When you walk in further, there are several large pieces of fabric which you can touch, feel and learn more about them at the same time. Walk in some more and watch how a craftsman makes a custom made Cheongsam and learn about the history of it too. At the side are the old sewing machines used by tailors back then. You can even hear how the sewing machines sound like in the room itself.

This is my favourite exhibit which is the Food Gallery. When you enter the gallery, you get to see the different icons of food in Singapore such as Satay, Roti Prata, Laksa and others. You can also sit down at one of the benches and view the videos that show you how the iconic foods are being prepared. For example, the Satay is made by inserting chunks of meat into a stick and the Roti Prata is made by kneading the dough and flying it around like pizza. You get what I mean right? You can also find artefacts of old cooking pots, pans and bottles that were regularly used in the past.

Further in, you'll find a room full of spices in big glass jars. You can even smell some of the spices by pulling the metallic ring although I don't recommend you to smell them as some of them have unpleasant smells and they're not recommended for those with allergies. You can find those mortar and pestle that people use back then along with the different cups used for different hot drinks such as Milo, Ovaltine and Horlicks.

There is also this particular gallery called the Goh Seng Choo gallery. Unlike the other galleries, this is specifically about paintings of wildlife that were discovered by William Farquhar. William Farquhar was Singapore's first resident and commandant. He discovered several zoological and botanical discoveries. He hired painters to paint the discoveries. The late Mr Goh Seng Choo's son bought the paintings and donated them to the National Museum. So check out this gallery if you're into science and art and the rich botanical and zoological history of SIngapore.

This is the last Singapore Living Gallery I have visited at the National Museum. This one was about Photography. In this gallery, it showcases all the old photographs, group photos and family portraits. You can also view 'scrapbooks' which contained a large amount of old photographs of specific people. Big and old cameras can also be found at the side of the gallery.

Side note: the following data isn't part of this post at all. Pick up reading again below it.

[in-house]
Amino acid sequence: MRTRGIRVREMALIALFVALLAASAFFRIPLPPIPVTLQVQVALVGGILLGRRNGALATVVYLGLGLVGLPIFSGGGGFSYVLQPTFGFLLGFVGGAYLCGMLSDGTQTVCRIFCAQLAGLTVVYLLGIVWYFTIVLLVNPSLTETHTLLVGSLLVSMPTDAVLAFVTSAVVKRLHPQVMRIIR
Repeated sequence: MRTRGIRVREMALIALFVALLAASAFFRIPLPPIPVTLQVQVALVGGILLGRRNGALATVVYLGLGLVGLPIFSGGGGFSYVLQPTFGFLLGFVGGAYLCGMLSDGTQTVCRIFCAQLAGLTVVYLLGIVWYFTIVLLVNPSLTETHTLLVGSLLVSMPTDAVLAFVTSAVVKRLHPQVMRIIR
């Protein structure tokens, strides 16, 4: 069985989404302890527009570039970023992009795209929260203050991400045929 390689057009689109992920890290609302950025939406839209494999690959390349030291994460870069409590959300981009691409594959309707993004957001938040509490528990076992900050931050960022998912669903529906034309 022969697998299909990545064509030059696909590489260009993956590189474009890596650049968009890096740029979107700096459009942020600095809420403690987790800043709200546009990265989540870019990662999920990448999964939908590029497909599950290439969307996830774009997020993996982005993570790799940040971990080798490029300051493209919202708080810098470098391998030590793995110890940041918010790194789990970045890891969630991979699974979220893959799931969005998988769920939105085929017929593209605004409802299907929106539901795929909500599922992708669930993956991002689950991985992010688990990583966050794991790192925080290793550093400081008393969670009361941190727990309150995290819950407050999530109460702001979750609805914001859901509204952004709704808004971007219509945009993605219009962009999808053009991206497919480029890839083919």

So those were all the Living Galleries I have viewed. But, that's not all. There are still some more galleries worth having a look such as the Singapore History Gallery and the temporary exhibitions. Although, I would cover that on a later post. Right now, these galleries are worth having a look as they give an inside look at how Singaporeans live way before modern technology arrived at our shores.

The National Museum is located in the Bras Basah arts and heritage centre which also consists of the Singapore Art Museum, SAM at 8Q, Waterloo Street, Singapore Management University and others. There are several bus services that pass by the museum and also an MRT Station that is just a few metres away from it. The National Museum is a great place to spend your spare time and I recommend you to only go during open house around the major public holidays as you get free access to all galleries including temporary ones.

Getting Here

Bus services available: 7, 14, 14e, 16, 36, 77, 106, 111, 124, 128, 131, 147, 162, 162M, 166 (Bus stop outside SMU along Stamford Road)

139, 64, 65, NR6 (Bus stop outside SMU along Bencoolen Street)

Nearest MRT Station: CC2 Bras Basah MRT Station (Circle Line)